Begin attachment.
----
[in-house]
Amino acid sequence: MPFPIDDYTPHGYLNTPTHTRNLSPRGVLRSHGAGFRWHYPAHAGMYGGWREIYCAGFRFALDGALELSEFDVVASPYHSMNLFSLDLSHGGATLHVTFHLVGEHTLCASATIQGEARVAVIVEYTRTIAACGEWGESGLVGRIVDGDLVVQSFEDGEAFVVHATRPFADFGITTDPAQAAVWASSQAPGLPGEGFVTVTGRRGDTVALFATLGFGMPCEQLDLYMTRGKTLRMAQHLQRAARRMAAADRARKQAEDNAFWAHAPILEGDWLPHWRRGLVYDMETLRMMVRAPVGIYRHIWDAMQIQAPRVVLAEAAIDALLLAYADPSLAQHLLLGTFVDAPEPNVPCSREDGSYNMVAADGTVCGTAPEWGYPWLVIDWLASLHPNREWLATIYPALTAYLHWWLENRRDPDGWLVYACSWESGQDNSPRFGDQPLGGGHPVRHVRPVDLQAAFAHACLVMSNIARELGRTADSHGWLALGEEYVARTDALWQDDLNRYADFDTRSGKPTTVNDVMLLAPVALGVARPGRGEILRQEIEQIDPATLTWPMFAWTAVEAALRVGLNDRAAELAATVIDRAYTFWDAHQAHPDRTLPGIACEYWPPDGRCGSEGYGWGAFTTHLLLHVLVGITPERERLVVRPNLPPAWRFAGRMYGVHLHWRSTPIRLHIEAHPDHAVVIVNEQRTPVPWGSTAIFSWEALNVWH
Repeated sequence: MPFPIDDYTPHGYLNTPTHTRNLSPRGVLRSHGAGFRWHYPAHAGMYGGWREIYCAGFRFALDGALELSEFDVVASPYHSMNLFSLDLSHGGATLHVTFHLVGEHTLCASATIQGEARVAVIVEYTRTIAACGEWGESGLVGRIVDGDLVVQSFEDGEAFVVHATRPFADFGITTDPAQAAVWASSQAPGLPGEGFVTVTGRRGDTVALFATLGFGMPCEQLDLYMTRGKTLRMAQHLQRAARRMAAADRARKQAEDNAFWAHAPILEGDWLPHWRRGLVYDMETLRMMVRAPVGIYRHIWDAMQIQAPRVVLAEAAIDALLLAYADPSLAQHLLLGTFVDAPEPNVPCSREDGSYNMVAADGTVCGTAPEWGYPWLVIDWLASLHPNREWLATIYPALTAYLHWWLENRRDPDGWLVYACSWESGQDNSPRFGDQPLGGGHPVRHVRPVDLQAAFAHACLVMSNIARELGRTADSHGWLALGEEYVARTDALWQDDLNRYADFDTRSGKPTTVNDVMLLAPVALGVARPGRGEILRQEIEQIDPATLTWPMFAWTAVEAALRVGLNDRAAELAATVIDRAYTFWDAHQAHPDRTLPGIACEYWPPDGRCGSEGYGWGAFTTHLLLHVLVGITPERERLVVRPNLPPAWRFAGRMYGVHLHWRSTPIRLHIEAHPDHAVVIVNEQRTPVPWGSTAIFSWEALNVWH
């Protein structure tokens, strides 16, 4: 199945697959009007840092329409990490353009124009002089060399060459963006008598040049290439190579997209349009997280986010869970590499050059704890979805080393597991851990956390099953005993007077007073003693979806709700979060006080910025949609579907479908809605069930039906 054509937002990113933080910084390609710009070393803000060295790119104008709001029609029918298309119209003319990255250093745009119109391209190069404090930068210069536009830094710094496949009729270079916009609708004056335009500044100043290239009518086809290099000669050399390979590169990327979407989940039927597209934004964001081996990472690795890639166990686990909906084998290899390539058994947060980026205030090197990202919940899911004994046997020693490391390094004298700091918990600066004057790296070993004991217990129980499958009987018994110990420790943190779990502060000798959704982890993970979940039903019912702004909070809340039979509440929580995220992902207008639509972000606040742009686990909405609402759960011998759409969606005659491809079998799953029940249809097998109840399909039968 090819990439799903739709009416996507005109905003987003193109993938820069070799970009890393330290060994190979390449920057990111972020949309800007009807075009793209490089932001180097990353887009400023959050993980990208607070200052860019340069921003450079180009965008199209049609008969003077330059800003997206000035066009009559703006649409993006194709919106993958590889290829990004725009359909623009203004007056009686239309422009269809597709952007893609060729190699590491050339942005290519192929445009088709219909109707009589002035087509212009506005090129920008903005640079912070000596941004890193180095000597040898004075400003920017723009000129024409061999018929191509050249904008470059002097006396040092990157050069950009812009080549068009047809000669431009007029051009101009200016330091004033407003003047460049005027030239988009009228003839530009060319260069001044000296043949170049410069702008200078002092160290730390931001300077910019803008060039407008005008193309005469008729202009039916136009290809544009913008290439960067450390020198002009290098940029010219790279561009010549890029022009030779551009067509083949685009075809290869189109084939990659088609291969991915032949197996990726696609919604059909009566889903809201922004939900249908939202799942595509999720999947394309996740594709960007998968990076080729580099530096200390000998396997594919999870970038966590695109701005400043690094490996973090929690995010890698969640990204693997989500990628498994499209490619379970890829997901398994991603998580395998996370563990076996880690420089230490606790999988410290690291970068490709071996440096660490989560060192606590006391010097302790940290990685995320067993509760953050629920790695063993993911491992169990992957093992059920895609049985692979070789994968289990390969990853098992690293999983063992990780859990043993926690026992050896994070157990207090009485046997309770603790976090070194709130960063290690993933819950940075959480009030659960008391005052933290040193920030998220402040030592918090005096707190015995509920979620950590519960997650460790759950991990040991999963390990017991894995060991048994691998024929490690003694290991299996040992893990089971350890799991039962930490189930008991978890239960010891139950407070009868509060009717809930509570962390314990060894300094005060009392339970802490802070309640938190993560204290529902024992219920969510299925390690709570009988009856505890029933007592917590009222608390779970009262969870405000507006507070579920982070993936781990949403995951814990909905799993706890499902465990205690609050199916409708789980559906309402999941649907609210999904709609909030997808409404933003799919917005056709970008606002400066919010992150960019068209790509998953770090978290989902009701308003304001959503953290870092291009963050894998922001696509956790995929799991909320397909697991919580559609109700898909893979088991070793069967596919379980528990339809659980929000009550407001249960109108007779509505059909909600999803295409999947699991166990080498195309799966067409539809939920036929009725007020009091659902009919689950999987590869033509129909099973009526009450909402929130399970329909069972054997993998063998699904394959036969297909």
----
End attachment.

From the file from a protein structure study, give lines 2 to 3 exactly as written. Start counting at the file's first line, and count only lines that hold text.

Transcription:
Amino acid sequence: MPFPIDDYTPHGYLNTPTHTRNLSPRGVLRSHGAGFRWHYPAHAGMYGGWREIYCAGFRFALDGALELSEFDVVASPYHSMNLFSLDLSHGGATLHVTFHLVGEHTLCASATIQGEARVAVIVEYTRTIAACGEWGESGLVGRIVDGDLVVQSFEDGEAFVVHATRPFADFGITTDPAQAAVWASSQAPGLPGEGFVTVTGRRGDTVALFATLGFGMPCEQLDLYMTRGKTLRMAQHLQRAARRMAAADRARKQAEDNAFWAHAPILEGDWLPHWRRGLVYDMETLRMMVRAPVGIYRHIWDAMQIQAPRVVLAEAAIDALLLAYADPSLAQHLLLGTFVDAPEPNVPCSREDGSYNMVAADGTVCGTAPEWGYPWLVIDWLASLHPNREWLATIYPALTAYLHWWLENRRDPDGWLVYACSWESGQDNSPRFGDQPLGGGHPVRHVRPVDLQAAFAHACLVMSNIARELGRTADSHGWLALGEEYVARTDALWQDDLNRYADFDTRSGKPTTVNDVMLLAPVALGVARPGRGEILRQEIEQIDPATLTWPMFAWTAVEAALRVGLNDRAAELAATVIDRAYTFWDAHQAHPDRTLPGIACEYWPPDGRCGSEGYGWGAFTTHLLLHVLVGITPERERLVVRPNLPPAWRFAGRMYGVHLHWRSTPIRLHIEAHPDHAVVIVNEQRTPVPWGSTAIFSWEALNVWH
Repeated sequence: MPFPIDDYTPHGYLNTPTHTRNLSPRGVLRSHGAGFRWHYPAHAGMYGGWREIYCAGFRFALDGALELSEFDVVASPYHSMNLFSLDLSHGGATLHVTFHLVGEHTLCASATIQGEARVAVIVEYTRTIAACGEWGESGLVGRIVDGDLVVQSFEDGEAFVVHATRPFADFGITTDPAQAAVWASSQAPGLPGEGFVTVTGRRGDTVALFATLGFGMPCEQLDLYMTRGKTLRMAQHLQRAARRMAAADRARKQAEDNAFWAHAPILEGDWLPHWRRGLVYDMETLRMMVRAPVGIYRHIWDAMQIQAPRVVLAEAAIDALLLAYADPSLAQHLLLGTFVDAPEPNVPCSREDGSYNMVAADGTVCGTAPEWGYPWLVIDWLASLHPNREWLATIYPALTAYLHWWLENRRDPDGWLVYACSWESGQDNSPRFGDQPLGGGHPVRHVRPVDLQAAFAHACLVMSNIARELGRTADSHGWLALGEEYVARTDALWQDDLNRYADFDTRSGKPTTVNDVMLLAPVALGVARPGRGEILRQEIEQIDPATLTWPMFAWTAVEAALRVGLNDRAAELAATVIDRAYTFWDAHQAHPDRTLPGIACEYWPPDGRCGSEGYGWGAFTTHLLLHVLVGITPERERLVVRPNLPPAWRFAGRMYGVHLHWRSTPIRLHIEAHPDHAVVIVNEQRTPVPWGSTAIFSWEALNVWH